Despite the disappointing end to our first day in Verona when we straggled home very wet from our night at the opera, we were happy to rise early the next morning and get organised for our last opportunity to see the sights of Verona. We only had half a day to see more of fair Verona as we were being collected after lunch for the trip north to the shores of Lake Garda. Our first destination for the day was Castelvecchio, the fortress built on the banks of the Adige River by the della Scala family who ruled Verona and the region for over a 100 years back in the 13/14th century. The map of our journey below shows a dotted line to Piazza S.Zeno which is an imaginary line that we would have liked to have walked if we had plenty of time in our day to see more of Verona. It was built in 967 CE and its crypt might be the site of Romeo and Juliet’s marriage.

Castelvecchio was a fortress built by the Scaliger dynasty to defend access to the city from over the River Adige. A ‘castellated’ bridge was built over the river as well to welcome the local army’s return before being closed to chasing enemies. One authority claims it was a back door exit for Cangrande I in case his own citizens grew weary of him and he could escape over the river. The whole complex wasn’t finished until the 1350s, well after Cangrande had passed on. The trouble with any defensive system such as castles on river-banks is that they become old technology as well as cold uncomfortable living quarters. Translated, ‘Castelvecchio’ means “Old Castle”, the name change necessitated by the construction of San Pietro Castle on the hill on the other side of Verona 40 years after Castelvecchio was completed. What to do with San Pietro wasn’t a problem for 20th century town planners as it was blown up by French soldiers in 1801. Castlevecchio’s 20th century function was resolved by turning it into an art museum in the 1920s and so today’s tourists get to see both a medieval fortress in good condition as well as a collection of paintings, sculptures, jewellery and arms from the Middle Ages to the 18th century. The combination of Art, Architecture and history makes a visit to Castelvecchio very interesting and we enjoyed our time strolling the galleries, gardens and battlements of this river castle.

There are many beautiful works of art here but one of the standouts is the Madonna of the Quail, the image below left, by Pisanello, a renowned early Renaissance painter who made a fine living, painting for the good and the great all over Italy. However, one of the problems with housing great art is that you become a target for the greedy and the criminal and so in 2015, the ‘Madonna della quaglia’ was stolen along with 16 other paintings. The process of solving this mysterious art theft was made a lot simpler when it was discovered that one of the gallery guards assisted the thieves. The investigation was successful in finding the loot in the Ukraine and after complex negotiations, Castelvecchio’s lost paintings were brought home.

Of course the famous Scaliger, Cangrande I was also featured in the art gallery, not within the walls but up on his own patio outside the fortress walls as can be seen in the image above right. This sculpture is actually the original of the equestrian statue that stood on top of Cangrande’s sarcophagus over near Piazza dei Signori. I mentioned in the Day 1 article on our Verona stay about the fact that this famous Scaliger’s tomb was opened in 2004 to investigate whether the body would reveal any secrets as to how Cangrande I died. Not only was the body found to have been poisoned, they also found in the sarcophagus his sword that no doubt was wielded many times by this Veronese warrior during his lifetime. What a find!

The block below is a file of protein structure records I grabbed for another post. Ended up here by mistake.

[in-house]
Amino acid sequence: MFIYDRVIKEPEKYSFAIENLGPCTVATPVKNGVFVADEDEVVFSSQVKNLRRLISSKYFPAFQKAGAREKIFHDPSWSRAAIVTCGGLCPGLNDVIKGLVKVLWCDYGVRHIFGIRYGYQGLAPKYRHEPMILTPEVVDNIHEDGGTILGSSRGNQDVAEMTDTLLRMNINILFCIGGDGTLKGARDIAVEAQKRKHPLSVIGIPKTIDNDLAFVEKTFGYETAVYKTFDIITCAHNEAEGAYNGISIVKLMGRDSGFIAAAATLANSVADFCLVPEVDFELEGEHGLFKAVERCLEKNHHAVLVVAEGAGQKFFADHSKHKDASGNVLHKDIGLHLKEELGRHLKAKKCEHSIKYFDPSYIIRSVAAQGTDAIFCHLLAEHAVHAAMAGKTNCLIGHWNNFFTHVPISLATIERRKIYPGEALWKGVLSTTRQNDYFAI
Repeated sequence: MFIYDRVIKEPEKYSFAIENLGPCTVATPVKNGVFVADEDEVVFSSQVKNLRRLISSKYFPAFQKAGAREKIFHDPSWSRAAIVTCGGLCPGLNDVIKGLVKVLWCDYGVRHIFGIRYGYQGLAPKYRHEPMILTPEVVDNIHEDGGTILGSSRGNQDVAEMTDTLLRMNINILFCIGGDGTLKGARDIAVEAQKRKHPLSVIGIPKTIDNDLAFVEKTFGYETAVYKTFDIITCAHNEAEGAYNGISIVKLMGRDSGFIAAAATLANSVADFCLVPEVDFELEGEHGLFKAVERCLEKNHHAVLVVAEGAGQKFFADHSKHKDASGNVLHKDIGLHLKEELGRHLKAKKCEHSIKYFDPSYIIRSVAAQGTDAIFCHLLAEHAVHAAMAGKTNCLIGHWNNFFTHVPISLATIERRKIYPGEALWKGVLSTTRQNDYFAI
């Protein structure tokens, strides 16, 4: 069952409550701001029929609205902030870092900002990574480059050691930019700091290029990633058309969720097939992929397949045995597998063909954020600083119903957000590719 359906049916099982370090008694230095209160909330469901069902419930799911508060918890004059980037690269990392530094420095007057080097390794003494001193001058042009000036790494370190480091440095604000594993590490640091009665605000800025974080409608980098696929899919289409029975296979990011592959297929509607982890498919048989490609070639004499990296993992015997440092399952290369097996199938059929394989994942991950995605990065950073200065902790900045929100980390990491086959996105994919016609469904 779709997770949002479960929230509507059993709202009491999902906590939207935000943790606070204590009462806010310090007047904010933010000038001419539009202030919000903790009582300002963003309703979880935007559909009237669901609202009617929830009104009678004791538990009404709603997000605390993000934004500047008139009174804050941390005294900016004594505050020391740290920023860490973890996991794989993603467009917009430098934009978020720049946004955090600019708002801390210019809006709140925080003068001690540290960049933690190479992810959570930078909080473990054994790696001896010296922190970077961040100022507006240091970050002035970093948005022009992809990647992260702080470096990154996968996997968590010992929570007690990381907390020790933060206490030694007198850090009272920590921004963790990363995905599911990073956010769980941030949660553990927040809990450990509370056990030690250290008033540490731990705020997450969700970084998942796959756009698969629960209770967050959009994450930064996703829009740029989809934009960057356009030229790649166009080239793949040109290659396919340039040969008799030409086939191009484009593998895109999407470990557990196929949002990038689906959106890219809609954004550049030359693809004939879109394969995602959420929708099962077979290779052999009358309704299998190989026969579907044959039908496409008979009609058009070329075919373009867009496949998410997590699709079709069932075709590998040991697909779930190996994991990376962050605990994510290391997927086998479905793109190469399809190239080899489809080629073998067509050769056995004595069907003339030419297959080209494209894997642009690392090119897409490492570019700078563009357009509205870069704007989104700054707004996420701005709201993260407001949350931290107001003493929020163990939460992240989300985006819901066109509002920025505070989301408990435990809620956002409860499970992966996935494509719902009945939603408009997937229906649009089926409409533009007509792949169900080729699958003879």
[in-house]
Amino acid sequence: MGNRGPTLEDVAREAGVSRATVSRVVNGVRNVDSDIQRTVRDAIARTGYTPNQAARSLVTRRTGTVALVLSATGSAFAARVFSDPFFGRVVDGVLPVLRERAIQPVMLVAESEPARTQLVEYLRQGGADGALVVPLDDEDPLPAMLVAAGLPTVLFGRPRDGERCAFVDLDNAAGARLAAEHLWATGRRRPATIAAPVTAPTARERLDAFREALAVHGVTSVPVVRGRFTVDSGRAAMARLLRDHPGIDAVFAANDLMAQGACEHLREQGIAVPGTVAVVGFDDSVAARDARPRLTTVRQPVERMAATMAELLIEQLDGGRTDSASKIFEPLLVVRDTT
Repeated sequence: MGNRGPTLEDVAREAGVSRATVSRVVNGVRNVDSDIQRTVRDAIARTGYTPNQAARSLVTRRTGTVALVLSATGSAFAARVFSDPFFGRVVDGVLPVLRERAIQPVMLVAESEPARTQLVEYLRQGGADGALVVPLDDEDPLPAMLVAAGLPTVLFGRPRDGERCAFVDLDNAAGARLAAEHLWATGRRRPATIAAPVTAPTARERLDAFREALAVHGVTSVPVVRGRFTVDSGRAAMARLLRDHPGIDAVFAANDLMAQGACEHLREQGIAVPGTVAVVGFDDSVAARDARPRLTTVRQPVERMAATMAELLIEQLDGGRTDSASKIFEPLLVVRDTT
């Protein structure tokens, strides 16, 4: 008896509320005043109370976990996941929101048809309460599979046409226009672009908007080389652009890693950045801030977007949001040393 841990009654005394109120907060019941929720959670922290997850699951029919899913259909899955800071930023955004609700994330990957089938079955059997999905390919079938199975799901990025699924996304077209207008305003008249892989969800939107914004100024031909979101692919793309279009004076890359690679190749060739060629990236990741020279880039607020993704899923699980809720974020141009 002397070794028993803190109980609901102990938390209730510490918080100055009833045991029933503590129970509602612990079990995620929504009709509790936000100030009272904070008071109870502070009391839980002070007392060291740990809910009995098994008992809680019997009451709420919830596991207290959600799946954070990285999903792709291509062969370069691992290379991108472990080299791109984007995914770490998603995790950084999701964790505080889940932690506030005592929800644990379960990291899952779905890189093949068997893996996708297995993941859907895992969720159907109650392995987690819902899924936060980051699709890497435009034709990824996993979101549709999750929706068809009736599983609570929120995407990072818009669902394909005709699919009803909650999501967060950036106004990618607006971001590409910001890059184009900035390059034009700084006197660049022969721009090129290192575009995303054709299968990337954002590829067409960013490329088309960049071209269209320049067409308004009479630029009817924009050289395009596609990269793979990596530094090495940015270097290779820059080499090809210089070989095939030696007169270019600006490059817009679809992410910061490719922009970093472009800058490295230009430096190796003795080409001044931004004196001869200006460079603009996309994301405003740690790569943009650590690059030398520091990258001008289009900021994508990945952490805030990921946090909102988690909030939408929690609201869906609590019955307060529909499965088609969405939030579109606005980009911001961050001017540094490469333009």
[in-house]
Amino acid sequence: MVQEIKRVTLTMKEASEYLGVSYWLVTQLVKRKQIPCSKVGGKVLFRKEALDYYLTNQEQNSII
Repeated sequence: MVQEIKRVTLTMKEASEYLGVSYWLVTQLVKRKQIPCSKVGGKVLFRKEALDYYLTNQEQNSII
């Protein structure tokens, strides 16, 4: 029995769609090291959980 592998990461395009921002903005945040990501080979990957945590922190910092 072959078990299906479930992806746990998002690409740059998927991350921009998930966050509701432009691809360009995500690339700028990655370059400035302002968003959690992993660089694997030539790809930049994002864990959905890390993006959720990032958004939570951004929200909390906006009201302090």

Before we headed out over the Adige River via Ponte Scaligero, there was just another remnant of past days to admire on the right hand side of Castelvecchio.  It was a triumphal arch, the Arco dei Gavi, that had been built in Roman times and had been an entry-way into the town through its original walls. If we thought the fortress was old, this impressive marble arch is a thousand years older. Two thousand years is a long time for such an arch to stand so it is not surprising to note that the safety conscious Napoleonic troops demolished it in 1805, not from spite, but from concern about it falling down around them. It was rebuilt in 1932.

Our plan now was to cross over the river by the Ponte Scaligero bridge and walk down the left side of the river on our way to have look at the Duomo of Verona. It was a beautiful bridge and in its day it was a great engineering achievement, its spans being the longest ever achieved up to that time.  Its beauty and its engineering didn’t protect it from the military vandals of the last few centuries. The departing French in 1802 destroyed the Bridge’s tower on the left bank but the departing NAZI troops in 1945 dynamited the whole bridge. What was left can be seen in the image above, left. It was reconstructed between 1949 and 1951.

Our walk along the river bank was a pleasant one, admiring the city of Verona from a distance. We turned right at the second bridge we came to that crossed the river, the Ponte Garibaldi, seen here on the left. The new map tracing our journey below shows our route over the river and through the streets to the Piazza Duomo.